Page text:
Luciana Erregue-Sacchi, the editor of Beyond the Food Court, describes this collection of creative non-fiction essays about food as a feast. She is spot-on: each essay is an exquisitely crafted dish; the ingredients of family, culture, nostalgia, and history all in perfect balance. This book will make you hungry. It will also make you think.
In this collection, Sacchi curates a series of creative non-fiction pieces from writers currently living in Alberta who have connections with various countries around the globe. Some are recent immigrants, and some arrived in this country as children. Some remember their immigrant parents or grandparents, and some have Indigenous heritage in Canada. The result is a series of stories that are both familiar and fresh. Whether you’ve never tried a ripe Alphonso mango, or you constantly long for Injera made with proper teff, or you’re forever chasing the flavour of your grandmother’s cabbage rolls, these authors will remind you that food is an incredibly multifaceted, critical part of our lives. Food is political. It is personal, and it is powerful in cementing core memories we carry forever. It is geographical, tied to specific lands and peoples. It can be an expression of love from those closest to us.
One of the strengths of this collection is its variety of styles and focuses. Asma Sayed puts the reader in her shoes in 1998, when she immigrated to Edmonton from Gujurat, India and struggled to find the ingredients that would help make her feel at home in this new, cold country. In his essay, Yasser Abdellatif gives a detailed historical and geographical account of Egyptian cuisine, reminding the reader that to talk about food, is also to talk about geography, “about location and climate, wind and rain, rivers and seas, crops and fruits, cattle and livestock” (32). Shimelis Gebremichael’s essay highlights his longing for Ethiopian cuisine, featuring descriptions of kaleidoscopic foods and prismatic vegetables that are enough to make your mouth water.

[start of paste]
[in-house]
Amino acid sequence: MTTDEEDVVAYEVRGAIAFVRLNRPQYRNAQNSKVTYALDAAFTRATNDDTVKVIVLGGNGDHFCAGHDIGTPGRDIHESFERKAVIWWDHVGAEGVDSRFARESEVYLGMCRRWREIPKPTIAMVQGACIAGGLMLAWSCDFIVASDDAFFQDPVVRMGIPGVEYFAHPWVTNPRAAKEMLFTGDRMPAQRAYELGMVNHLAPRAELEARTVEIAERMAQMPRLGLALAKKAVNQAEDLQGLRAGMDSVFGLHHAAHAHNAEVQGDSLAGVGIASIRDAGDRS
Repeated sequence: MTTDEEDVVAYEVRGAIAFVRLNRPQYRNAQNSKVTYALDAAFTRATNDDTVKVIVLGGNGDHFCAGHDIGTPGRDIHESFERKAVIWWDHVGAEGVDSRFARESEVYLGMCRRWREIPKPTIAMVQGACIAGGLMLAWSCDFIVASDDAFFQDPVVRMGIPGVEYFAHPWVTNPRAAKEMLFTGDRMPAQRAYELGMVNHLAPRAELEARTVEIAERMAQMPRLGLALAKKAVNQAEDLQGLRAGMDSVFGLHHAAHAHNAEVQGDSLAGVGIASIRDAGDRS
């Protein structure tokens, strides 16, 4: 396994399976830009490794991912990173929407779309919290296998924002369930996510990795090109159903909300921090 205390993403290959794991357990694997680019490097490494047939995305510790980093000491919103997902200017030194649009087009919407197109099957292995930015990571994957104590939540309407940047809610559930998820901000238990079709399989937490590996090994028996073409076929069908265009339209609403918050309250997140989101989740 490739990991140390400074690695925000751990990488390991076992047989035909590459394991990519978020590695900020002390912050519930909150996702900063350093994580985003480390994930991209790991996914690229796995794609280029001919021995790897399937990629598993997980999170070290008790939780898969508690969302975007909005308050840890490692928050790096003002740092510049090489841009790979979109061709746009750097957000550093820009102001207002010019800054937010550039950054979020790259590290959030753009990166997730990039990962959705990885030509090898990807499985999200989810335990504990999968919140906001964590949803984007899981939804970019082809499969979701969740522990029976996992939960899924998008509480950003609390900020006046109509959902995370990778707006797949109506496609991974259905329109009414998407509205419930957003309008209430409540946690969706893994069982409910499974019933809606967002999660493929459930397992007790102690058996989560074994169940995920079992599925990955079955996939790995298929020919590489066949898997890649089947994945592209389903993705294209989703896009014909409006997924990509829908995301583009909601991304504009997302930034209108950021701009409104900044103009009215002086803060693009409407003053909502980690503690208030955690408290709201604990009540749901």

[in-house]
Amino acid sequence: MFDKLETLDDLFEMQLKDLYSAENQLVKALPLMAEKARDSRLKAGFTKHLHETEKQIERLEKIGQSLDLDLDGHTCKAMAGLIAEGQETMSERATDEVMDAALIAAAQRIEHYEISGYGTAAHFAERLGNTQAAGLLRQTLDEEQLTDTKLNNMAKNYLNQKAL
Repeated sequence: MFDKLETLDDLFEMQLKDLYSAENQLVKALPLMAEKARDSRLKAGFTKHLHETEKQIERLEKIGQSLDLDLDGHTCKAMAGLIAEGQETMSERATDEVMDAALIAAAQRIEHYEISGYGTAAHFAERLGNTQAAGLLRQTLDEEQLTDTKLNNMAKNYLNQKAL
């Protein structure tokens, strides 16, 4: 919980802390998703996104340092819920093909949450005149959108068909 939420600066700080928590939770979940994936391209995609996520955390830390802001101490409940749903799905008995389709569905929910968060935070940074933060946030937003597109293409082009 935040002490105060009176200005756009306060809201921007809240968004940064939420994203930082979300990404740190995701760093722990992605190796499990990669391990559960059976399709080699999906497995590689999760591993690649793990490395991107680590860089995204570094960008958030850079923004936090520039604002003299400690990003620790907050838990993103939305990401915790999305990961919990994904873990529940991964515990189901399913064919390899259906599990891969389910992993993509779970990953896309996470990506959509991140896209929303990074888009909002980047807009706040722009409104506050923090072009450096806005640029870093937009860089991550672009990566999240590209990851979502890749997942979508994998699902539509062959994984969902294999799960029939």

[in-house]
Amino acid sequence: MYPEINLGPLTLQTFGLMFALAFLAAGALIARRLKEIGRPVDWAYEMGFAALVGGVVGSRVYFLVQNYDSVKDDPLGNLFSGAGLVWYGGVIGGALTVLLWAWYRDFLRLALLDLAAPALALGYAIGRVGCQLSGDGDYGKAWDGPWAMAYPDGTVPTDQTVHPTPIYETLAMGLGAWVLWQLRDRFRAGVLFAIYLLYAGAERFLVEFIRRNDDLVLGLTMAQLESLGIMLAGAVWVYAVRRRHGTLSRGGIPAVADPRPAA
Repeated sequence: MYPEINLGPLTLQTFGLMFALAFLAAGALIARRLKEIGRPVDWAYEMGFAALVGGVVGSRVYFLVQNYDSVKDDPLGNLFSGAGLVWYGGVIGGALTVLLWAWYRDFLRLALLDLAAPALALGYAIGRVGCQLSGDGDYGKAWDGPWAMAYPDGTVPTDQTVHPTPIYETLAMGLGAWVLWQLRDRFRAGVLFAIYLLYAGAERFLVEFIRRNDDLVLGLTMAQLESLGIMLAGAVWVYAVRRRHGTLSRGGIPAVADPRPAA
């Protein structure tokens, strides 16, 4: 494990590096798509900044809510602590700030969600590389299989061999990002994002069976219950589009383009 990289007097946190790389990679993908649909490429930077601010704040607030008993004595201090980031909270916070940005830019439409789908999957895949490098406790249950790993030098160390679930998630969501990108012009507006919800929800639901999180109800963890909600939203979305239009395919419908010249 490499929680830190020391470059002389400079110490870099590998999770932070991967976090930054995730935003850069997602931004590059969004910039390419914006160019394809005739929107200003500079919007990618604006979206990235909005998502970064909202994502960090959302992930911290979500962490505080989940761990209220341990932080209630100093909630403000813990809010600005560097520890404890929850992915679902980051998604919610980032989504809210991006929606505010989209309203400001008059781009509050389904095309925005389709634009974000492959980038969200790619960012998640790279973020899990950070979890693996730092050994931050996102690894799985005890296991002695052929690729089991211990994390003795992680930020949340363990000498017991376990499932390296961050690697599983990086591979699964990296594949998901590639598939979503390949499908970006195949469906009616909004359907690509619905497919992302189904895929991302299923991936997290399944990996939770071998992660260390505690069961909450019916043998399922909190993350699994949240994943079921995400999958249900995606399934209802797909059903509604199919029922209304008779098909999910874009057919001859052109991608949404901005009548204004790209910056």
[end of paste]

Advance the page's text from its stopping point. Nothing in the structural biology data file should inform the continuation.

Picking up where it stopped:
Mila Bongco-Philipzig’s essay is frankly astounding. She writes about the connection between Tim Horton’s and its direct role in recruiting Filipino workers for tenuous contracts as part of the Temporary Foreign Worker Program. This essay is perspective-shifting. At the very least, “Disposable Double Double Lives” will transform the way you think about your morning coffee.
While its essays consider the personal and political history of food, Beyond the Food Court is very much a book of our time. Each author is keenly aware of the COVID19 pandemic; this peculiar time that both encourages many people to reconnect with their kitchens, and makes it so difficult to be close to others with whom we might share food and culture.
Sitting down with this book is truly like pulling up a chair at an international banquet. I truly enjoyed being at the table.
Beyond the Food Court is available exclusively from www.laberintopress.com